The problem before, when integrating the XP driver, has been the error “iastor.sys is corrupted,” which stops the show early in the installation process, and leaves IDE mode as the only available option.  While I’m still uncertain just how great a performance improvement there is running “true” SATA mode (compared to IDE), this has nonetheless remained a W2K grail of sorts for me.

 

Hi.

8.9 Driver requires Extended Core.

If you use normal ntoskrnl.exe then you must use 7.6 iastor.sys.


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#32
bluebolt

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I've now installed all my software, which went fine in AHCI mode, no hangups or glitches at all there.  The first thing I tried was to rip a DVD disc to the HDD, and found it took twice as long as IDE mode.

 

My initial thought was that I had neglected to set the controllers to DMA mode for the optical drive, but apparently that concept doesn't apply to AHCI, so there was no option for doing so.  I uninstalled the optical drive and rebooted to let the system reinstall it, but it couldn't; the specific drive model is listed correctly in Device Manager, but there is a yellow exclamation mark over it, although this same drive installed fine during the OS installation in AHCI mode.  I uninstalled the AHCI controller and rebooted, but this produced the same result.



#33
bluebolt

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I previously tested using BWC’s AHCI driver version 8.9b.  Now version 8.9c is available, so I decided to re-test, and the results show a definite improvement on my system.

 

As before, the first thing I tried was to rip a DVD disc to the HDD, and found, once again, that it took twice as long as IDE mode.  I used Device Manager to uninstall the DVD drive, as before; but this time, when I re-booted the DVD drive re-installed properly.  I decided to rip the DVD again, and it ripped twice as fast – in other words, about the same as IDE mode.  So driver version 8.9c seems to have fixed the optical drive problem (at least after a reinstallation).  Good news there.

 

Next I ran the following tests:

 

Attached File  AHCI VS. IDE.JPG   173.44KB   2 downloads

 

These comparisons involve very few variables.  I made two separate OS discs:  one with the AHCI driver (integrated using nLite), the other without the AHCI driver.  The only different installation setting was, of course, to the BIOS SATA mode (AHCI or IDE).  I installed the OS on the exact same hardware, in the same way, deleting the old partition and creating a fresh partition of the same size in each instance.  I used a WD Black 2.5” 7200 RPM HDD to save wear and tear on my SSD, and did not overclock.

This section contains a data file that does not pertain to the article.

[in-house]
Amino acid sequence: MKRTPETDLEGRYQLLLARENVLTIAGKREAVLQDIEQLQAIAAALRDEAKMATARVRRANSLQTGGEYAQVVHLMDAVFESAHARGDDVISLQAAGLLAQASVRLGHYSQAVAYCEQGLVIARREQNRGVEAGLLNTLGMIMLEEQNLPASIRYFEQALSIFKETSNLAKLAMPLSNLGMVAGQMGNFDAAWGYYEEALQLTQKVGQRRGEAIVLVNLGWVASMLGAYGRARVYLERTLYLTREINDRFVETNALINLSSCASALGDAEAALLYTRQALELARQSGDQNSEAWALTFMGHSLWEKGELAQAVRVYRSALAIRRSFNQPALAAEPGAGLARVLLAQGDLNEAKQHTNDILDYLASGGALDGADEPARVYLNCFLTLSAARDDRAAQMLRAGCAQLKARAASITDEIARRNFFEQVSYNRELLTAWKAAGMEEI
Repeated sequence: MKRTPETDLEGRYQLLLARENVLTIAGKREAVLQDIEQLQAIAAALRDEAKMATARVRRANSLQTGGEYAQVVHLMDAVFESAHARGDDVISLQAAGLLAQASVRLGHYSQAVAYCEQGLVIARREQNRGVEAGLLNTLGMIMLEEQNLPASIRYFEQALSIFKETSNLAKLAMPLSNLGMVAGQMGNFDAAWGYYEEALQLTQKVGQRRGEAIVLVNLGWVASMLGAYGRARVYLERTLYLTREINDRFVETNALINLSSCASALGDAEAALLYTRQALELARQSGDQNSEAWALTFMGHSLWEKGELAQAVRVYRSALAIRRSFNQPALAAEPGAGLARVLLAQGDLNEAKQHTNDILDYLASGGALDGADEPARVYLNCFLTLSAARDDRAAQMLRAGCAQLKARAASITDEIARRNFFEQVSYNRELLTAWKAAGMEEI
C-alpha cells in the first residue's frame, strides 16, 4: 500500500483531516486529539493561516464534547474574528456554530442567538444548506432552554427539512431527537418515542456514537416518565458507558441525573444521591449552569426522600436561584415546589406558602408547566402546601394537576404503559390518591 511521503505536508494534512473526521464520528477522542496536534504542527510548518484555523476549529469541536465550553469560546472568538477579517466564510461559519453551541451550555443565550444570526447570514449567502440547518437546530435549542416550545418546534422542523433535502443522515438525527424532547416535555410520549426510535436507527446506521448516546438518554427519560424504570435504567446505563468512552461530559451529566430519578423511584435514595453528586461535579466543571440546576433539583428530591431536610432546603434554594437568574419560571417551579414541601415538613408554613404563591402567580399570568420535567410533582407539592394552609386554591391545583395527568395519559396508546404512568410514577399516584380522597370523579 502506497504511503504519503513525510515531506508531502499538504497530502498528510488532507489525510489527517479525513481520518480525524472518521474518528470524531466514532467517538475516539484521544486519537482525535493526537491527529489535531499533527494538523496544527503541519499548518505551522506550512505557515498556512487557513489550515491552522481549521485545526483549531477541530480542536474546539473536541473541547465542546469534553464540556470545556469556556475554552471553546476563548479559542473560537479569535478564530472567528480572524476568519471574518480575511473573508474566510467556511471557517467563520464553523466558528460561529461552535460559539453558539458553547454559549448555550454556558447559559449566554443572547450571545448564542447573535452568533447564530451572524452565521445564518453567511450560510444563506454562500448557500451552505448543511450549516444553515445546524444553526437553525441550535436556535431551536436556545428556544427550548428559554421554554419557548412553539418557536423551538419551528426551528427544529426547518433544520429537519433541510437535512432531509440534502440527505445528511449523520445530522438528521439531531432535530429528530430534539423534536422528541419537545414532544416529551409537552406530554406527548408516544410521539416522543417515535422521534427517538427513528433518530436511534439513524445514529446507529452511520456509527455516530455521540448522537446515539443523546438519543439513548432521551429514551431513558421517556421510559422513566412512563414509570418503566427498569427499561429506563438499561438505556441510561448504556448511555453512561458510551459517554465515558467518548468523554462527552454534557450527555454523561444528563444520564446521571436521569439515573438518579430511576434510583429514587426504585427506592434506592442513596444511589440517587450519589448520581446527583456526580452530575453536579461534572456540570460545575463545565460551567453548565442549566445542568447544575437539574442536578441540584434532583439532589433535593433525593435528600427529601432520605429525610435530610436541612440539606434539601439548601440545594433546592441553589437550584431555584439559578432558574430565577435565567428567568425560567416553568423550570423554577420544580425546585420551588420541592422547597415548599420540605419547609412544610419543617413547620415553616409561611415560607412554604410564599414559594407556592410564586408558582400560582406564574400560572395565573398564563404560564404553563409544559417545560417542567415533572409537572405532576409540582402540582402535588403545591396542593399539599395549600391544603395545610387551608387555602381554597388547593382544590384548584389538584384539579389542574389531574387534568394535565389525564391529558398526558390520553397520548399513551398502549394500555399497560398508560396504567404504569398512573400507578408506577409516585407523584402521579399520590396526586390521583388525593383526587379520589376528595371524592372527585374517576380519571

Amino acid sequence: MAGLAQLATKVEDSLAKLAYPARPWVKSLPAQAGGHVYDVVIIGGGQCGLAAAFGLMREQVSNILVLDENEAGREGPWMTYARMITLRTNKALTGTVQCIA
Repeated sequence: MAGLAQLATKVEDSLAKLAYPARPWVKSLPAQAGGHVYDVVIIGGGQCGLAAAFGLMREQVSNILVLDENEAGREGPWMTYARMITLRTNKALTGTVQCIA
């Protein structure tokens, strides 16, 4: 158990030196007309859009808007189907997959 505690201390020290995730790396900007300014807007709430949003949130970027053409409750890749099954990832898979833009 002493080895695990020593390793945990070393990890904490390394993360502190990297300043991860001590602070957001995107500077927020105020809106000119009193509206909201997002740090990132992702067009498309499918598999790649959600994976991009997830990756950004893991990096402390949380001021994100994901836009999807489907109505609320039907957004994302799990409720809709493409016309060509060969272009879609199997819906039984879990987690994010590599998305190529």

At some point I would like to try these tests again using an SSD, since the main performance advantage ascribed to AHCI is Native Command Queuing (NCQ), which may be nullified when using a solid-state drive.



#34
blackwingcat

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IDE mode has PIO Problem risk.

So I think we had better use AHCI. :)

 

http://support.microsoft.com/kb/817472


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#35
bluebolt

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I've now completed an OS re-install on my frontline Z77 machine in order to change it over to AHCI mode.  Fernando was nice enough to make a W2K Pro AHCI driver, which has worked well, so I took the opportunity to use it here, and to post one last CrystalMark result.  I'm running USP5.1 and the most recent UUR (20140103) by tomasz86.  The hardware is listed at the end.

 

Attached File  W2K Pro AHCI Mode.jpg   100.65KB   3 downloads

 

My only firm conclusion is that real-world results, using one's own applications, are probably the best test.

 

Although newer computer processors may be superior clock-for-clock, Sandy Bridge "K" in a Z77 mainboard arguably stands as the ultimate in 4-core desktop performance.  As the manufacturing process continues to shrink, from 32nm (Sandy Bridge) to 22nm (Ivy Bridge and Haswell) to 14nm (Broadwell), a CPU's thermal limit remains too dominant a factor, in terms of overclocking, for the new technology to be put down by the newer.  Unfortunately, each succeeding generation of hardware also poses tougher problems for those of us who run Windows 2000 Professional.

 

For now, unless someone makes a v11.2 AHCI driver for the 7-Series, I think I've taken my favorite platform as far as I will.  To paraphrase the lyric, I got 99 problems and (this) ain't one.

 

So it's on to the neXt 99 problems.

 

_______________________________________________________________

Central Processing Unit:  Intel i7-2700K Sandy Bridge (3.5GHz) CPU @ 5.0GHz
OS Drive:  Intel DC S3700 Taylorsville SATA III 100GB SSD (Intel Controller) [4GB Pagefile]
Secondary Drive:  Intel 330 Series Maple Crest SATA III 180GB SSD [4GB Pagefile]
Motherboard:  Biostar TZ77MXE Z77 Micro-ATX UEFI Motherboard
Memory:  G.SKILL DDR3 1333/10600 4x1GB 8-8-8-21 SDRAM

GPU:  nvidia GeForce 630 2GB 128-bit  DDR3 PCI Express 2.0 x16 Video Card